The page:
MDL proceedings spawn a host of procedural issues, and the Sixth Circuit recently tackled a question of appellate jurisdiction arising out of the dismissal of certain claims in an antitrust MDL.  In re: Refrigerant Compressors Antitrust Litigation.  In this case, after an MDL transfer order was entered, and the cases were transferred to the Eastern District of Michigan, the plaintiffs filed a consolidated amended complaint that combined the allegations for all of the plaintiffs at issue.  The district court ultimately dismissed the claims of several of the plaintiffs, who sought to take an immediate appeal.   The Sixth Circuit was then forced to evaluate whether it had jurisdiction over these appeals (even though claims remained pending against different plaintiffs), and concluded that it did not.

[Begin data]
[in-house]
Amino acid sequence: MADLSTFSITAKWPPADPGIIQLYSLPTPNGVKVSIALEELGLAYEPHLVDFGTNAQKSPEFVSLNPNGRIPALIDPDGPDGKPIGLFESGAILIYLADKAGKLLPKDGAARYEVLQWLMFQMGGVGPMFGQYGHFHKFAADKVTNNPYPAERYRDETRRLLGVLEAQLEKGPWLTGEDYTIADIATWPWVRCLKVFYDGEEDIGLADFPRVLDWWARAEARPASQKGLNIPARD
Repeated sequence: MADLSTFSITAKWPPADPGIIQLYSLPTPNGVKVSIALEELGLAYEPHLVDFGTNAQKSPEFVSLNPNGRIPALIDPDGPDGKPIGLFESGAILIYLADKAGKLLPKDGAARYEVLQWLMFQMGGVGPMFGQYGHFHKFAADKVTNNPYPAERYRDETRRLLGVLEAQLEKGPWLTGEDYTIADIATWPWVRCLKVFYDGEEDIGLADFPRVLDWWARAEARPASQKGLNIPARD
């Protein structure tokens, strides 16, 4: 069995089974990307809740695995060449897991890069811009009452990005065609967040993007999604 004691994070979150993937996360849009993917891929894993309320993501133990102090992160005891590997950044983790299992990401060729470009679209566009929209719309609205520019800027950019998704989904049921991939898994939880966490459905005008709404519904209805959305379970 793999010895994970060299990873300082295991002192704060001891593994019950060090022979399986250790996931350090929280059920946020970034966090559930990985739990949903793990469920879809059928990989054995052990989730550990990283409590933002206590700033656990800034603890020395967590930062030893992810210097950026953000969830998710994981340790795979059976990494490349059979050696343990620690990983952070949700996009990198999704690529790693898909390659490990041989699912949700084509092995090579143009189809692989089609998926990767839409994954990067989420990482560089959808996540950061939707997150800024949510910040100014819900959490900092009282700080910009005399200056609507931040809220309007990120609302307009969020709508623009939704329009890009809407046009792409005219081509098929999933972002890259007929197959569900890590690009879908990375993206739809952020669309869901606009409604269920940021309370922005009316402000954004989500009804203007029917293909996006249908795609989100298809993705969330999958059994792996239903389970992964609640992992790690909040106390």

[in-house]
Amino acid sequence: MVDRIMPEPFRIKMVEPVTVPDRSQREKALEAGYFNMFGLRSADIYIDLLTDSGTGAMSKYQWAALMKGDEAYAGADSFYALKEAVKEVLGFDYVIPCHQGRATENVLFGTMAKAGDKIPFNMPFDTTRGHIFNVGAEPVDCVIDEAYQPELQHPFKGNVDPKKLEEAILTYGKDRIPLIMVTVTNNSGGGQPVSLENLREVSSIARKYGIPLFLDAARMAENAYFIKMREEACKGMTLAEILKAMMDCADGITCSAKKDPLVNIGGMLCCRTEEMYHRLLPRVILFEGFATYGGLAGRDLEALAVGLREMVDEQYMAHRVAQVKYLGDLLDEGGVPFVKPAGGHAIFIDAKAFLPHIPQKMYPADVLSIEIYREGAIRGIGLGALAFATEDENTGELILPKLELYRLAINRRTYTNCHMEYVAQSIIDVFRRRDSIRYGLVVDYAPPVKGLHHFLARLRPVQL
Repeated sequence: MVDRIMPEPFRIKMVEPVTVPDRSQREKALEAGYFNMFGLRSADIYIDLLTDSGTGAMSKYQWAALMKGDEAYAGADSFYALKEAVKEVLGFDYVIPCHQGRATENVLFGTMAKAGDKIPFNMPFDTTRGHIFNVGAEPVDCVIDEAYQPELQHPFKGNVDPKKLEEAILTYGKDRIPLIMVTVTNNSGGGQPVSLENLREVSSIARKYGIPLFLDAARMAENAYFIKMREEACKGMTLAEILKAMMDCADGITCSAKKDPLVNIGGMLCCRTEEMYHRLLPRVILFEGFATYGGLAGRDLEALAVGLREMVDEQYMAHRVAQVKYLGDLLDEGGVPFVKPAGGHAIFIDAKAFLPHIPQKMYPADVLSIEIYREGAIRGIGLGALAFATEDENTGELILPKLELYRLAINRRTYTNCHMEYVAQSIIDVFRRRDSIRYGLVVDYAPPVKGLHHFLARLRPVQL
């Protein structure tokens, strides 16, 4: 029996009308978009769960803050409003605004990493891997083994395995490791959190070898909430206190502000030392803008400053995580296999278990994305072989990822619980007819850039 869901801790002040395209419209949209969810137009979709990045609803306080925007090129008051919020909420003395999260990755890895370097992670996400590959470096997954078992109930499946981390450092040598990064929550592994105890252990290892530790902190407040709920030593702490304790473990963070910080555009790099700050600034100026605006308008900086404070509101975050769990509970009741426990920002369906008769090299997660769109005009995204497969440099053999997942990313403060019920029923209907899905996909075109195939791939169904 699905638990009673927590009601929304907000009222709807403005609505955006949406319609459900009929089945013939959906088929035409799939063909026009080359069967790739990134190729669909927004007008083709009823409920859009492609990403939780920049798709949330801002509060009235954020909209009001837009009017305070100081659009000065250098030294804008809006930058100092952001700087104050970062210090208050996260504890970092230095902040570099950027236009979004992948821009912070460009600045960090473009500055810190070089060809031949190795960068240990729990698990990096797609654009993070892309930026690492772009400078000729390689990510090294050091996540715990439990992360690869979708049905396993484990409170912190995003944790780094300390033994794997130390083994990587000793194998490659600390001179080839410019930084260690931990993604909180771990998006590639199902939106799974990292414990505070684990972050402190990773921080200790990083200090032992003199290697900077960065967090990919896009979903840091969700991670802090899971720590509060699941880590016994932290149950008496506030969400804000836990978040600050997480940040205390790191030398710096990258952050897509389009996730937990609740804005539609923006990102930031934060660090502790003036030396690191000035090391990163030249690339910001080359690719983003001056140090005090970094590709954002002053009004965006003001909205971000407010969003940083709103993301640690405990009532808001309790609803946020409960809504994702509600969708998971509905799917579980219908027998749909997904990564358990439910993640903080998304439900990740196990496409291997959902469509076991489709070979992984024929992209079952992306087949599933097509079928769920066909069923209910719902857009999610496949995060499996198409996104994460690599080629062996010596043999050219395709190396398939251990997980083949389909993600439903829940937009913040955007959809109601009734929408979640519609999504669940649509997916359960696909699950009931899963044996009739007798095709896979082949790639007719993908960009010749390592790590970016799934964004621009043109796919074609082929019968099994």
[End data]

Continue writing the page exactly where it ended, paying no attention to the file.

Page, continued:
The Court recognized that it has never addressed the precise question before it, nor to its knowledge had any other circuit court.  The Court considered a number of alternatives in terms of how to evaluate finality in this context, but ultimately opted for a bright line test.  If plaintiffs have filed a master complaint that supersedes prior versions of the complaints, that will preclude plaintiffs who are dismissed out from noticing  immediate appeals absent certification under Rule 54 or Section 1292(b). In so holding, the Court declined to create a different test for finality applicable to MDL proceedings, expressing concern about administering such requirements. At the same time, however, the Court appreciated that, within some limits, the parties hold the key to finality here – if these plaintiffs had not filed a consolidated master complaint that was to serve as the key pleading in the case, the appeals here would have been proper.

As a result, this case provides important guidance on appealability in the MDL context.  Following the teaching of this case, plaintiffs can work to ensure that appeals of this nature will be final (conversely, defendants enjoying the fruits of dismissal have a roadmap on how to challenge jurisdiction and when they can do so). Since this case is apparently the first circuit decision to evaluate a number of these issues, it is likely to have a significant impact in MDLs across the country.